Crime Historical Fiction Romance

Advisory: Themes of crime, criminal insensitivity, and victims’ impact.

“If your emotions flicker by the slightest degree. He has you. You’re done.”

The saying was among the coached words of Warren’s legal counselor, Richard Attenborough. After the noon break, the defendant, who faced the death penalty, would endure more grilling by the district’s assistant prosecutor, Nod Beacons. It was after a lengthy city-wide search that most citizens concluded the body was expertly disposed of, mafia-styled.

The months-long investigation never steered far from a prime suspect linked to underground offenses such as bootlegging and racketeering. Of course, the time spent in the jailhouse was no blessing for undisciplined Warren, who was a slow poke for redemption. Beacons took advantage of his tainted scorecard, gaining little leverage for his successive legal win.

Attenborough acknowledged, “Thus far, Beacons hasn’t snapped you like he sent so many into the dungeon’s dark pits.”

Nonetheless, that late morning session was, at that point, Warren’s highest challenge. It was more complex than the faultless planning and execution of his former rival, Banjo McNiff. The man hindered his accessing illegal wealth and his beloved Nancy. Beacons had masterfully presented ample evidence to snip his opponent’s nerves and topple Warren.

“Thanks to you, I escaped every trap he built and each corner Beacons tried to block me.”

“Mr. Hoist, you have steel-tight composure and conviction,” Richard replied. “Keep to it; Nod’s a safe crack artiste who loves carting last-minute surprises. Be alert and ready.”

Warren accepted the revised preparation as the colossal clock faced him from the opposite marble wall above the courtroom doors. They observed people returning; some granted him prolonged expressions of examination, scorn, baffling, or questionable glances. A few must have been surprised by the defendant’s survival.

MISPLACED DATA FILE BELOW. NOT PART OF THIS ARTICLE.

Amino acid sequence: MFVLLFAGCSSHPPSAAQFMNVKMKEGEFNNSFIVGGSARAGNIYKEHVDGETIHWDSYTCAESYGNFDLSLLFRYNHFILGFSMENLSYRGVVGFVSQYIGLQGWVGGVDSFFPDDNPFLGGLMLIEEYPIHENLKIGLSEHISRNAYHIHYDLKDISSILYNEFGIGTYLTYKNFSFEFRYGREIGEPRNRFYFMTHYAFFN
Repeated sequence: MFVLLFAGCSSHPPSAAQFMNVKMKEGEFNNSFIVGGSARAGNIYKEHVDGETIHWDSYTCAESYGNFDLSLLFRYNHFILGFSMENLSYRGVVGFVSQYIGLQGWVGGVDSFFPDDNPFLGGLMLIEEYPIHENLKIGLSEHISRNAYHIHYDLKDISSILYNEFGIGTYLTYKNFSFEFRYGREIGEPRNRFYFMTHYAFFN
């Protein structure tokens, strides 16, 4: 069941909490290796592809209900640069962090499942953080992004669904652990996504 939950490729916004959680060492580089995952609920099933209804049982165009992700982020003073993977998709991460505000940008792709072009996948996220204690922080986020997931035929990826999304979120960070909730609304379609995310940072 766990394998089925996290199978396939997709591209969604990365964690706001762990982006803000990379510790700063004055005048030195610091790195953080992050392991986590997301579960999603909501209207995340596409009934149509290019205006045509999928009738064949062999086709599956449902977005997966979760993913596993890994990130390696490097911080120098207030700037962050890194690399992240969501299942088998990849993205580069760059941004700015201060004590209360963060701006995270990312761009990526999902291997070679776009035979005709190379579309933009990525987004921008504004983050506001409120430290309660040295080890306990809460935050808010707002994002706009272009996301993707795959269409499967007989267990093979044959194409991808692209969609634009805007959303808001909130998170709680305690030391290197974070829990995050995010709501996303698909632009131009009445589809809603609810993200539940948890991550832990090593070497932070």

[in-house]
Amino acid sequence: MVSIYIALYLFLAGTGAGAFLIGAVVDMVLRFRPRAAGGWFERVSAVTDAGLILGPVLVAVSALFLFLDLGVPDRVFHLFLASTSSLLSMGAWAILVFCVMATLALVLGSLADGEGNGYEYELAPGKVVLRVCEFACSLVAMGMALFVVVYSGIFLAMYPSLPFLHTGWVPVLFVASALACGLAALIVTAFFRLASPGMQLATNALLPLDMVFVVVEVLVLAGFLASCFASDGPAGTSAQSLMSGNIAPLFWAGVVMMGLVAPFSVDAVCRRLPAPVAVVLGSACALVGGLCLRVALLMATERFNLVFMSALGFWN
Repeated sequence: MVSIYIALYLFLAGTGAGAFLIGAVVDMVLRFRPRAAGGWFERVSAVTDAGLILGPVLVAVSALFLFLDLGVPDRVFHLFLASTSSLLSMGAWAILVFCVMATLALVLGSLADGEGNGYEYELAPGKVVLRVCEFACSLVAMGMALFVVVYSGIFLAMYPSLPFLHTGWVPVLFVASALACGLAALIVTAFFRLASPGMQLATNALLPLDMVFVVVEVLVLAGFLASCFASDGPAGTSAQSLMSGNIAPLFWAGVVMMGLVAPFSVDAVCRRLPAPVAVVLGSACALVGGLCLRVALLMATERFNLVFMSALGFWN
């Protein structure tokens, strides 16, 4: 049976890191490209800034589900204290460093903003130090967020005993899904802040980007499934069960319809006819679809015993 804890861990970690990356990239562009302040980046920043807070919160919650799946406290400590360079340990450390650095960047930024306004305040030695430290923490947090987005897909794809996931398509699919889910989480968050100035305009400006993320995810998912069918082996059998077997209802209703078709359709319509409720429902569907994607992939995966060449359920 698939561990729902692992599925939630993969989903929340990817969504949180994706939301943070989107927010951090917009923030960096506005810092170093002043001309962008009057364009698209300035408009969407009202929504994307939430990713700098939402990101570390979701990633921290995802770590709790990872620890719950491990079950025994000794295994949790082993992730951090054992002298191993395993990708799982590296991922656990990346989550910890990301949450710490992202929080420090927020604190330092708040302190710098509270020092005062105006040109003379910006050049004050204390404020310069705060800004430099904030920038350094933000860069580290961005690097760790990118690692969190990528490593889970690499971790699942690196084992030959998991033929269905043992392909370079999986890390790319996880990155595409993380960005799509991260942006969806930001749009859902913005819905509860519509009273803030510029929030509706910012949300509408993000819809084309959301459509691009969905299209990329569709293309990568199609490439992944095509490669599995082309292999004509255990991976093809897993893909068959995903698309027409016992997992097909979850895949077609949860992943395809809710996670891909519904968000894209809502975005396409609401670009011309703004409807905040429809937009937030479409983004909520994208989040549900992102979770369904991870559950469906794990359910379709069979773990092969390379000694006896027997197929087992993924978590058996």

“And you’ll claim more believers,” confirmed the lawyer. “The jury remains in doubt; I can see it. You can win vindication, freedom, and your bride claim.”

The glass, circular, dome-cased timepiece ticked twelve forty-seven. An audience began sitting in the pews. Furniture that resembled the seating rows inside Nancy’s favored church, perfect for a victorious wedding. He anticipated their relocation afterward to erase the bitter experience and far distance the family’s disapproval of Warren. 

Ingoing the court, Nancy lingered, smiled, and blew a kiss to her beloved devotee. He felt her sweetened breath, exported by lusty, blushed lips, penetrate and channel through his body’s arteries and veins. Via secondary reactions, the young woman’s mother and siblings hurried her from Warren’s besotted view of this beautiful being. They can’t keep her from me without Banjo. All I have to do is bypass this pig-piled, hard-hitting phase.

“And then,” Warren thought. “Nancy and I withstand the Great Depression to await President Roosevelt’s rescue. We’ll be okay.”


“Explain to our listeners again. How is it a man known for hating his girlfriend’s father, aware the victim damaged his livelihood, not be connected to Mr. McNiff’s disappearance?” Asked Beacon. “Since much, the indication points at you.”

Richard Attenborough commenced standing as Nod finished the statement with his arm raised and finger pointed upward. “Objection, your honor.”

“The question leads the defendant’s response by the assumption he intended harm because of hatred and revenge,” Richard explained. “Those motivations are unseen in the evidence.”

“True, objection upheld,” Judge Dodd agreed. “Counsel, your record abounds you not to practice such inquiries, be careful.”

Gently, Beacons raised his hands as an admittance. “I apologize to the court and Mr. Hoist.”

The prosecutor’s approach softened, contrasting the witness stand’s unforgiving wood chair in comfort. Warren sensed the prior overnight doom settled as a low tide on Jones Beach. How silly were the beads of sweat moistening his pajamas the night before? Mr. Beacons probably conceded to conclude. It was time to relish the courtroom observation, for sure, Nancy’s blessed expression like next to her on the Steeplechase Ferris Wheel at Coney Island—an arm around her shoulder. And the imagination of Mr. Hoist’s proboscis wafting the female’s floral—infused perfume.